When some people talk about Christians loving one another, they have in mind something akin to the secular idea of tolerance: we’re all supposed to accept other people where they are, how they are, regardless of what they believe. If it’s “true for them” than who am I to judge? The only belief that isn’t tolerated, it seems, is the one that says there is an authoritative right and wrong, a moral standard to which we all are accountable.
Now I fear that this wolfish tolerance attitude has stolen into the church dressed up sheepishly as love.
I fear this for two reasons. First, Christians have God’s direct command to love one another, but a false idea of what that love is can serve as an excuse to ignore Christ’s mandate. All Christians who aren’t exactly like me, then, don’t qualify as a brother I am to love, opening the door to partiality — something James speaks against unequivocally.
I fear this false love taking up residence in our churches for another reason: it fosters an “anything goes” mentality. No longer will Christians pay attention to what the Bible says about various issues because love is more important than “petty” differences.
Love is more important than petty differences, but what happens when “petty” becomes “any”? What happens when “petty” includes salvation, inspiration of Scripture, humankind’s sin nature, heaven and hell, the deity of Christ, the creation of the world, God’s role as a just judge, and any number of other beliefs clearly delineated in Scripture?
I find it particularly interesting that in one of the great passages about unity in the church, where Paul compares us to a body, with various parts fitting together to make a functioning whole, he includes the importance of sound doctrine.
And He gave some as apostles, and some as prophets, and some as evangelists, and some as pastors and teachers, for the equipping of the saints for the work of service, to the building up of the body of Christ; until we all attain to the unity of the faith, and of the knowledge of the Son of God, to a mature man, to the measure of the stature which belongs to the fullness of Christ. As a result, we are no longer to be children, tossed here and there by waves and carried about by every wind of doctrine, by the trickery of men, by craftiness in deceitful scheming; but speaking the truth in love, we are to grow up in all aspects into Him who is the head, even Christ, from whom the whole body, being fitted and held together by what every joint supplies, according to the proper working of each individual part, causes the growth of the body for the building up of itself in love (Eph. 4:11-16, [emphasis added]).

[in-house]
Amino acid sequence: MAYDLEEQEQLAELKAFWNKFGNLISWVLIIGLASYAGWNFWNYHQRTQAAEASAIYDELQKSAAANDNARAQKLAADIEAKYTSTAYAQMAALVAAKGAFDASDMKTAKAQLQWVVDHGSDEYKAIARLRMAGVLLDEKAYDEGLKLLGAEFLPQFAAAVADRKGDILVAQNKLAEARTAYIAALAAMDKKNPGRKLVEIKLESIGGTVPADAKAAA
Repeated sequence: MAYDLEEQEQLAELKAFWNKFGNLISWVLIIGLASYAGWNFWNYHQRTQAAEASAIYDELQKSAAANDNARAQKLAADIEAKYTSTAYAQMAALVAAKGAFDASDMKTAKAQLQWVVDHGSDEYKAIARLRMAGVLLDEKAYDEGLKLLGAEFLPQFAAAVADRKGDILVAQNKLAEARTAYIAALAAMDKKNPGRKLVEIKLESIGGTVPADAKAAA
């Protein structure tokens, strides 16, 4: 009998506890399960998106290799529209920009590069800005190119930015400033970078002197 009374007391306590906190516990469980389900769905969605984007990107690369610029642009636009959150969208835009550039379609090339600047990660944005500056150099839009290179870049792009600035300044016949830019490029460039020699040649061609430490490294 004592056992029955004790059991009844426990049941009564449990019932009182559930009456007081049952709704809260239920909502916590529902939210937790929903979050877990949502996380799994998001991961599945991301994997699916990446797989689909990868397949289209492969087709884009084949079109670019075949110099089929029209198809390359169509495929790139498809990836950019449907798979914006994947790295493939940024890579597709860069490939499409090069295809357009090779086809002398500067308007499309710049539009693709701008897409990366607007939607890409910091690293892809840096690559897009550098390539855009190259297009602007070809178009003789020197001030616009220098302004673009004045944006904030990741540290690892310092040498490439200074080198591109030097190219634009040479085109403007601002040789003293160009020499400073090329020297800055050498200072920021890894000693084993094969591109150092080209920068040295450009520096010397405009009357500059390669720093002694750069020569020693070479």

So if we’re supposed to grow up into Christ, think for a moment about Christ and tolerance. Would we hear Him say, Can’t we all just get along? Not likely.
I suspect He saw a good bit of bickering from His disciples. After all, they discussed who would be the greatest in the kingdom, and the mother of the sons of Zebedee tried to do an end-around to get her boys into privileged positions.
That kind of self-promotion was the thing Jesus wanted them to do away with, I believe. Leadership was to mean servanthood, and the greatest was to get on his knees beside a basin of water to wash his brother’s feet.
In contrast, nowhere do I see Jesus telling His disciples to take a soft stand on truth. Instead, He was rather in-your-face about the matter. He spoke regularly and authoritatively from Scripture, and His pronouncements divided people. He knew this would be the case.
What He wanted, though, was those believing the truth to stand together, to serve each other, to look out for one another’s interests, not just their own.
That’s the love the church needs, not the “Can’t we all just get along,” pseudo love the world calls tolerance. That’s the love that will let people know what “Christian” really means.
This post, sans a few minor changes, first appeared here in June 2011.